# Calculate damping constant / coefficient

I am trying to graphically simulate a series of springs in 2D. Now one of the forces I am stuck with calculating is the damping force. The given formula is $F = -k_d v$. I know that $v$ is the velocity of the vectors, but I can't seem to find how to calculate $k_d$.

• $k_d$ is a property of the spring you need to know! – ACuriousMind Feb 20 '15 at 16:00
• The only properties I get from the spring are the length of the spring in rest, the spring constant and the mass attached to the spring. – Yoshi Peters Feb 20 '15 at 16:06
• What's your objective here? Are you trying to simulate something to replicate an experiment? Or model a spring you purchased/might purchase? Or something else? It's very simple to calculate the damping coefficient of a spring from it's vibration data, but I'm not sure if that answers your question or not because I'm not clear on what your question is exactly. – tpg2114 Feb 20 '15 at 17:02
• @tpg2114 The objective is to simulate a series of springs in 2D. Something like this gyazo.com/a7db9339ccaa5f810c2c0300a6afe6af – Yoshi Peters Feb 23 '15 at 12:38
• @YoshiPeters But I guess what I mean is -- why do you need to know $k_d$? Are you trying to match something physical and need to extract it from real data? Or are you just trying to make it look right? Or do you need it for numerical stability? – tpg2114 Feb 23 '15 at 12:40

For a viscous damper, the decay in the free oscillation amplitude is exponential (it is geometric for hysteric damping and linear for Coulomb damping). So if you have the time history of the amplitude of your decay and you know it is a viscous damper (which is the equation you gave) then you can measure the amplitude $A$ at two consecutive peaks and calculate:

$$\gamma = \ln \left(\frac{A_{t_n}}{A_{t_{n+1}}}\right)$$

you can then find the damping coefficient to give this decay as:

$$\zeta = \frac{\gamma}{\sqrt{4 \pi^2 + \gamma^2}}$$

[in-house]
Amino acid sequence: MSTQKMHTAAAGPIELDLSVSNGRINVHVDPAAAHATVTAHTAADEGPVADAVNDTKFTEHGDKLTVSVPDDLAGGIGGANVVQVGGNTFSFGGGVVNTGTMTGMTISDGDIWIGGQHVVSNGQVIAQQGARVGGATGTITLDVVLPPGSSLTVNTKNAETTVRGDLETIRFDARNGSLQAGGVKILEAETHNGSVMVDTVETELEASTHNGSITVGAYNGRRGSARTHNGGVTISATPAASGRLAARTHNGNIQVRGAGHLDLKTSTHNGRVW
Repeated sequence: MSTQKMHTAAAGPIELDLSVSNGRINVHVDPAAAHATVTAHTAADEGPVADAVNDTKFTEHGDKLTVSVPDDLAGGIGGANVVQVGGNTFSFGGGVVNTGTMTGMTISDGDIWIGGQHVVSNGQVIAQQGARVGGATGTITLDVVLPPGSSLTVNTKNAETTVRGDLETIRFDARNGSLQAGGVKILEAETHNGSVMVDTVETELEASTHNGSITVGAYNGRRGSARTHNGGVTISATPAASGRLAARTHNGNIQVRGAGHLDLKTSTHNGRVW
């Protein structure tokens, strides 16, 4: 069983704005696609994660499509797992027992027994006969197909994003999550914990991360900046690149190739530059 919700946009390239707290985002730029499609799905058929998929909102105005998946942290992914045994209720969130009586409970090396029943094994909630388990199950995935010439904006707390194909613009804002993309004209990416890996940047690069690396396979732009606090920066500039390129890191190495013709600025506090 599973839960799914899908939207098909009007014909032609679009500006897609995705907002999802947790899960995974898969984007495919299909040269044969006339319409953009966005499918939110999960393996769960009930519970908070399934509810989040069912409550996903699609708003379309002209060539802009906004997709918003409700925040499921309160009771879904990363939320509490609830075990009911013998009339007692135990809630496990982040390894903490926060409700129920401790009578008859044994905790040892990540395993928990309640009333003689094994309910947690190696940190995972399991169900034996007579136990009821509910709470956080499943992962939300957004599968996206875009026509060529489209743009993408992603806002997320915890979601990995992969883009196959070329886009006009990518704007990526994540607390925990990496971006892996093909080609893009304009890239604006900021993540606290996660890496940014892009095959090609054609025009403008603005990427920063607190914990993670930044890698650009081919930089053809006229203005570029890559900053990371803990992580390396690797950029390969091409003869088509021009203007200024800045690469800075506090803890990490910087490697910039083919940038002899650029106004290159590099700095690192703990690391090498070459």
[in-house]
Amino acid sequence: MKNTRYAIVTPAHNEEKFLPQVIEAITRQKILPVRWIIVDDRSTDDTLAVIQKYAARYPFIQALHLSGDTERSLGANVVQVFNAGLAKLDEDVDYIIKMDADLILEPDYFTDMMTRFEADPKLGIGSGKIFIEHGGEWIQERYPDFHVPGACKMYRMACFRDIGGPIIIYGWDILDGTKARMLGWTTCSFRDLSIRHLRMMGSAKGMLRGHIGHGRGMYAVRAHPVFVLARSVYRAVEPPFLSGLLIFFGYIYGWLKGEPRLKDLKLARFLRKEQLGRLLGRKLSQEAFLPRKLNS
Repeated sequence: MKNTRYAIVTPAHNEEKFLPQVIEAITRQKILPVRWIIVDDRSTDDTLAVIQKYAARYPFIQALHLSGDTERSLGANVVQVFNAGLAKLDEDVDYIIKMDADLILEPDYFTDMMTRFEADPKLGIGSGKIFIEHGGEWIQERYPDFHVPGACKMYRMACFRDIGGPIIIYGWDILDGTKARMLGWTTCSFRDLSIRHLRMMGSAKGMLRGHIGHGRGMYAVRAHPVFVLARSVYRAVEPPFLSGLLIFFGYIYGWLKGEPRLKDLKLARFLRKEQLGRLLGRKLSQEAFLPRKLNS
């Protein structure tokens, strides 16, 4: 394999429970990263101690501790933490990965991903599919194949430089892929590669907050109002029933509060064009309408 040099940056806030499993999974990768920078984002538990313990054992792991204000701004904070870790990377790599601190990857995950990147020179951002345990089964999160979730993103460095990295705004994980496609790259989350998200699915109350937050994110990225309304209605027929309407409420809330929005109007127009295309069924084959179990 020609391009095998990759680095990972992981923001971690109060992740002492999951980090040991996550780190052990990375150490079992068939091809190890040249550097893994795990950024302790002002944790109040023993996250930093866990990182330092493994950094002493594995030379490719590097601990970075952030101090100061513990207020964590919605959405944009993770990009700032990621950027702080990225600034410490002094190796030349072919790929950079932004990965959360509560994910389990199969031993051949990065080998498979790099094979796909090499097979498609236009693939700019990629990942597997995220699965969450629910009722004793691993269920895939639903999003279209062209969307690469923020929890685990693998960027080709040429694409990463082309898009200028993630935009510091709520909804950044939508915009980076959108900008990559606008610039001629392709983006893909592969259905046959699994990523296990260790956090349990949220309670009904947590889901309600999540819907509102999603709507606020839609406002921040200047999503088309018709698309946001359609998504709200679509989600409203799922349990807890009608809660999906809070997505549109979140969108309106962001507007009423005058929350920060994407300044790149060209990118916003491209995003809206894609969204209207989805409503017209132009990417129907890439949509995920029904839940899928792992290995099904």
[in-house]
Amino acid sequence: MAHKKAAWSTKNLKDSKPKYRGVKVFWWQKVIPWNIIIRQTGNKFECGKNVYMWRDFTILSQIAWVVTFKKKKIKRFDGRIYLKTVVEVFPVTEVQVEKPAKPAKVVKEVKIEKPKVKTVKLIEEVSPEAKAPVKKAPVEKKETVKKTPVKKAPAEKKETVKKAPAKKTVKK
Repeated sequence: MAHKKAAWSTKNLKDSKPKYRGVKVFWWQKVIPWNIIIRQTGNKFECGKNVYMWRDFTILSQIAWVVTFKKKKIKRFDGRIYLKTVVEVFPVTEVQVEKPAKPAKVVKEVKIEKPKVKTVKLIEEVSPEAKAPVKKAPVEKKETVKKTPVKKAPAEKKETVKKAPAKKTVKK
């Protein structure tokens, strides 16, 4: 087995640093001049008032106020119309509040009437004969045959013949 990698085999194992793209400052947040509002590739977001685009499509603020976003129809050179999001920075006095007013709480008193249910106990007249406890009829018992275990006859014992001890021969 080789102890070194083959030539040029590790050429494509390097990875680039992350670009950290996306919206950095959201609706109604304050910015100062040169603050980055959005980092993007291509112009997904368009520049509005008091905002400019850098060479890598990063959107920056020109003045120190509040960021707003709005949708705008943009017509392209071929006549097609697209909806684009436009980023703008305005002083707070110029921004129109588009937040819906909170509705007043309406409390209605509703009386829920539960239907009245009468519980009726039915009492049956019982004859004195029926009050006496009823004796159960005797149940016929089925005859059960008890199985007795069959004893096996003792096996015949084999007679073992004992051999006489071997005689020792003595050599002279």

where then of course $\zeta = k_d/(2\sqrt{k m})$.

So given a spring with unknown damping coefficient but known stiffness, you can attach a known mass to it and measure it's response to a disturbance and determine from that the damping coefficient.

Since you are just going for aesthetics, you pick your damping constants arbitrarily. I would actually recommend that you play with it and see how it influences the solution, it's actually pretty cool to visualize. All you do is pick values for $\zeta \in [0.0, 2.0]$ where the upper bound is really limitless but not much will change when it is greater than $2.0$. Then you can compute your $k_d$ based on $k$ and $m$. Depending on your time integration, you may find that $\zeta = 0$ will be unstable. You might need something nominal to stabilize the scheme. When $\zeta = 1$, it is called critically damped and you should not see much oscillation at all (it will be driven to steady state without oscillation). I say you won't see much because as a system of springs and with numerical integration, it won't be exactly critically damped.

"Damping" in a system or model is the physical means by which energy can be dissipated. The model you cite, $F=-k_dv$, models by an approximation 'viscous' damping which is often used to model energy losses of surfaces sliding against one another - friction. In viscous damping the force opposes the direction of and is linearly proportional to the velocity.

But if you research further, more deeply, you'll soon learn there are all kinds of models that scientists and engineers have proposed to closer approximate energy loss in a system.

One example is the LuGre friction model. Another model that I personally know aided in better predicting the behavior and life cycle of reaction wheels in spacecraft is the Dahl friction model.

But getting back to your original question - how to determine $k_d$. I don't believe there is any analytical way to derive it. The elastic stress and strain in a spring create heat which is energy loss, but that is just too complex to begin trying to model. You either have to (1) guess and adjust it so that your damped oscillations in simulation match the data or (2) Use the data and the model together to fit the model parameters using for example least squares or (3) get it from the spring supplier as ACuriousMind suggested But you'll find that most spring manufacturers do not supply such a parameter.